On the complexity of function learning


The majority of results in computational learning theory are concerned with concept learning, i.e. with the special case of function learning for classes of functions with range {0, 1}. Much less is known about the theory of learning functions with a larger range such as ℕ or ℝ. In particular relatively few results exist about the general structure of common models for function learning, and there are only very few nontrivial function classes for which positive learning results have been exhibited in any of these models.

We introduce in this paper the notion of a binary branching adversary tree for function learning, which allows us to give a somewhat surprising equivalent characterization of the optimal learning cost for learning a class of real-valued functions (in terms of a max-min definition which does not involve any “learning” model).

Another general structural result of this paper relates the cost for learning a union of function classes to the learning costs for the individual function classes.

Furthermore, we exhibit an efficient learning algorithm for learning convex piecewise linear functions from ℝd into ℝ. Previously, the class of linear functions from ℝd into ℝ was the only class of functions with multidimensional domain that was known to be learnable within the rigorous framework of a formal model for online learning.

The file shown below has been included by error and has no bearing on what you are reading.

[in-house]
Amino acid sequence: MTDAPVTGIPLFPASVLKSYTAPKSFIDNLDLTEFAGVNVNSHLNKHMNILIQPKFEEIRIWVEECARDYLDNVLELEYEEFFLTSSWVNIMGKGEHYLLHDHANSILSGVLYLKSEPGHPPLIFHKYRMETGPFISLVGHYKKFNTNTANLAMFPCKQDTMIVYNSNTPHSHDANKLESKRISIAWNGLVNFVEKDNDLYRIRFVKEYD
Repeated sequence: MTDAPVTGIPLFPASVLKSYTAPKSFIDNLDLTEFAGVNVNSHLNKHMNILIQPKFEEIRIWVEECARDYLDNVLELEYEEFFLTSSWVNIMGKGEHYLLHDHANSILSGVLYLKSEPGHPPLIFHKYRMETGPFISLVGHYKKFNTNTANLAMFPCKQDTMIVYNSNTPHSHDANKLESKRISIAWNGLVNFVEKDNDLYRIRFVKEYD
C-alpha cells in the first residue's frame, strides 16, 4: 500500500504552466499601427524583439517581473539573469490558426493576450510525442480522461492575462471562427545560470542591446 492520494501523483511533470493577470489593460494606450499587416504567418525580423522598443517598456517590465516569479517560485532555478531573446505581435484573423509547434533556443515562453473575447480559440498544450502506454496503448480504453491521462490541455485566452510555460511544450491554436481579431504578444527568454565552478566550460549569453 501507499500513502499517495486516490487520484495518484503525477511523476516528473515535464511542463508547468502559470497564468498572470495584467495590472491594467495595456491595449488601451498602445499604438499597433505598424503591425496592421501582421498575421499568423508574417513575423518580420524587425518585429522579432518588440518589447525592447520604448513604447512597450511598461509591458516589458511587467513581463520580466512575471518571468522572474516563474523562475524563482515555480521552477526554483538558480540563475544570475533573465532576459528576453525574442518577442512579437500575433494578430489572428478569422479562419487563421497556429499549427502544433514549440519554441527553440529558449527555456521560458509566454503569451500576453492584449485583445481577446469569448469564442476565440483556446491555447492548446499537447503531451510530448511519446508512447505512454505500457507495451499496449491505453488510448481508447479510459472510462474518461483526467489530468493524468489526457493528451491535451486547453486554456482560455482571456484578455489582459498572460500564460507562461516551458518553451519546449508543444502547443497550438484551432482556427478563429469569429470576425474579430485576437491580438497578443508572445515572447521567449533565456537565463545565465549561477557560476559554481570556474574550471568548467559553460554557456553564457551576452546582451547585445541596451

Finally we give a sufficient condition for an arbitrary class\(\mathcal{F}\) of functions from ℝ into ℝ that allows us to learn the class of all functions that can be written as the pointwise maximum ofk functions from\(\mathcal{F}\). This allows us to exhibit a number of further nontrivial classes of functions from ℝ into ℝ for which there exist efficient learning algorithms.


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Auer, P., Long, P.M., Maass, W. et al. On the complexity of function learning. Mach Learn 18, 187–230 (1995). https://doi.org/10.1007/BF00993410

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  • computational learning theory
  • on-line learning
  • mistake-bounded learning
  • function learning